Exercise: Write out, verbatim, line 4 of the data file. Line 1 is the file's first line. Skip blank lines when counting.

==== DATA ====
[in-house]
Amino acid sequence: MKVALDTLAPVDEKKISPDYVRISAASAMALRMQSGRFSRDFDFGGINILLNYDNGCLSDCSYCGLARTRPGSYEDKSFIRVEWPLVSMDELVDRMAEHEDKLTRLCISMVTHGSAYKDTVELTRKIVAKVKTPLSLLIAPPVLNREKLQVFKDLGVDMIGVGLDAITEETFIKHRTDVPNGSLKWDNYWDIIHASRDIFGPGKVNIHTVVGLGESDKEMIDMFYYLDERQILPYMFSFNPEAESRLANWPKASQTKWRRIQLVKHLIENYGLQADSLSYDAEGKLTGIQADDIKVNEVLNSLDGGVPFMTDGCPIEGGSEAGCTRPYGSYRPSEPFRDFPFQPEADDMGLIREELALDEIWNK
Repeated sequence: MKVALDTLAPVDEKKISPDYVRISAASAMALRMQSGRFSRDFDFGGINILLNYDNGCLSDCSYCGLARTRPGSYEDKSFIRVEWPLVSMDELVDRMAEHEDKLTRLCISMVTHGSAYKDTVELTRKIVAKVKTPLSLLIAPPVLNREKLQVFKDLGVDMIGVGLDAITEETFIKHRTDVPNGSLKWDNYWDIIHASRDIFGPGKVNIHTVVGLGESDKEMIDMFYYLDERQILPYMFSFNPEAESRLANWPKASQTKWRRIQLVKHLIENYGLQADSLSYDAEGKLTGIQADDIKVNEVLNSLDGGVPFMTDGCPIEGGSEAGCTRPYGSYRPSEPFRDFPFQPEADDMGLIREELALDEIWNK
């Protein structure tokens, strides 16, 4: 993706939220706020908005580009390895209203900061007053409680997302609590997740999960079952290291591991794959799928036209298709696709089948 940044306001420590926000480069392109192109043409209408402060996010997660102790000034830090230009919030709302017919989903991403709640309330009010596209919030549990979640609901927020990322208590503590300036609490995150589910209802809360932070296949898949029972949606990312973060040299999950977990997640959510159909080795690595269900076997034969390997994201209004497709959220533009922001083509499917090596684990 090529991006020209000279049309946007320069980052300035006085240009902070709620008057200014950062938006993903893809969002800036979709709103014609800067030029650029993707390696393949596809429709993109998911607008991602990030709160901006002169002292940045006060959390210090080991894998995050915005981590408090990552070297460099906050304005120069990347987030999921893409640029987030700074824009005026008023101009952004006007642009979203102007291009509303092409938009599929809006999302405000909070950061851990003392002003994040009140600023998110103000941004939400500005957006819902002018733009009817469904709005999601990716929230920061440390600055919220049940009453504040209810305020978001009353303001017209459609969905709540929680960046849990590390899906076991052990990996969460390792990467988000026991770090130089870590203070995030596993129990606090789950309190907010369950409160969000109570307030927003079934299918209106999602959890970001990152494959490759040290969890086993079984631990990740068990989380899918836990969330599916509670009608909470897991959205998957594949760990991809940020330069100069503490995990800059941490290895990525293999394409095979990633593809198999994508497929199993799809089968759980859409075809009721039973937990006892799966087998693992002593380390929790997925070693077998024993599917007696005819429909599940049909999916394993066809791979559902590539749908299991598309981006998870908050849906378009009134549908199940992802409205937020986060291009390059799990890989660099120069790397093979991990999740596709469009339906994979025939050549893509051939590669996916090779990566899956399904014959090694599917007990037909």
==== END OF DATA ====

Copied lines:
């Protein structure tokens, strides 16, 4: 993706939220706020908005580009390895209203900061007053409680997302609590997740999960079952290291591991794959799928036209298709696709089948 940044306001420590926000480069392109192109043409209408402060996010997660102790000034830090230009919030709302017919989903991403709640309330009010596209919030549990979640609901927020990322208590503590300036609490995150589910209802809360932070296949898949029972949606990312973060040299999950977990997640959510159909080795690595269900076997034969390997994201209004497709959220533009922001083509499917090596684990 090529991006020209000279049309946007320069980052300035006085240009902070709620008057200014950062938006993903893809969002800036979709709103014609800067030029650029993707390696393949596809429709993109998911607008991602990030709160901006002169002292940045006060959390210090080991894998995050915005981590408090990552070297460099906050304005120069990347987030999921893409640029987030700074824009005026008023101009952004006007642009979203102007291009509303092409938009599929809006999302405000909070950061851990003392002003994040009140600023998110103000941004939400500005957006819902002018733009009817469904709005999601990716929230920061440390600055919220049940009453504040209810305020978001009353303001017209459609969905709540929680960046849990590390899906076991052990990996969460390792990467988000026991770090130089870590203070995030596993129990606090789950309190907010369950409160969000109570307030927003079934299918209106999602959890970001990152494959490759040290969890086993079984631990990740068990989380899918836990969330599916509670009608909470897991959205998957594949760990991809940020330069100069503490995990800059941490290895990525293999394409095979990633593809198999994508497929199993799809089968759980859409075809009721039973937990006892799966087998693992002593380390929790997925070693077998024993599917007696005819429909599940049909999916394993066809791979559902590539749908299991598309981006998870908050849906378009009134549908199940992802409205937020986060291009390059799990890989660099120069790397093979991990999740596709469009339906994979025939050549893509051939590669996916090779990566899956399904014959090694599917007990037909």